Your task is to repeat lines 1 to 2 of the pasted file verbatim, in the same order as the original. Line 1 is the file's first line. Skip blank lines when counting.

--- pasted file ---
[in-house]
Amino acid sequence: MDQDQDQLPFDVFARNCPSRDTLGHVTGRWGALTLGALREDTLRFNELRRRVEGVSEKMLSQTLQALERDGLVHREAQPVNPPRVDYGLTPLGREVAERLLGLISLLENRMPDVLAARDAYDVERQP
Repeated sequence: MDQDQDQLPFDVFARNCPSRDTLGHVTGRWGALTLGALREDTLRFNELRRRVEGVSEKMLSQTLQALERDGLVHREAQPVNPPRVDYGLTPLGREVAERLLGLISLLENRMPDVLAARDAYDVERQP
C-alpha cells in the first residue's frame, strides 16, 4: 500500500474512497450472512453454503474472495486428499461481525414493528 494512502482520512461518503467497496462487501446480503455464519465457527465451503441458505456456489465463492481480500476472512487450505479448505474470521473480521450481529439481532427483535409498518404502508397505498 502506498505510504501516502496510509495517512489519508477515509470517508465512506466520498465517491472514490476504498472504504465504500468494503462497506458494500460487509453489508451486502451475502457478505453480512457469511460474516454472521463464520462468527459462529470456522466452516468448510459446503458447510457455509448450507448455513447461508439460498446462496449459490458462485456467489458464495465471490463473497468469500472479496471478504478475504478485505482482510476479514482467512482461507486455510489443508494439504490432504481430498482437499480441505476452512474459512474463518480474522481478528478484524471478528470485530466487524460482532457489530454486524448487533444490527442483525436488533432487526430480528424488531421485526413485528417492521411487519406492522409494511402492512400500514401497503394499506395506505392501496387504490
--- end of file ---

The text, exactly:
[in-house]
Amino acid sequence: MDQDQDQLPFDVFARNCPSRDTLGHVTGRWGALTLGALREDTLRFNELRRRVEGVSEKMLSQTLQALERDGLVHREAQPVNPPRVDYGLTPLGREVAERLLGLISLLENRMPDVLAARDAYDVERQP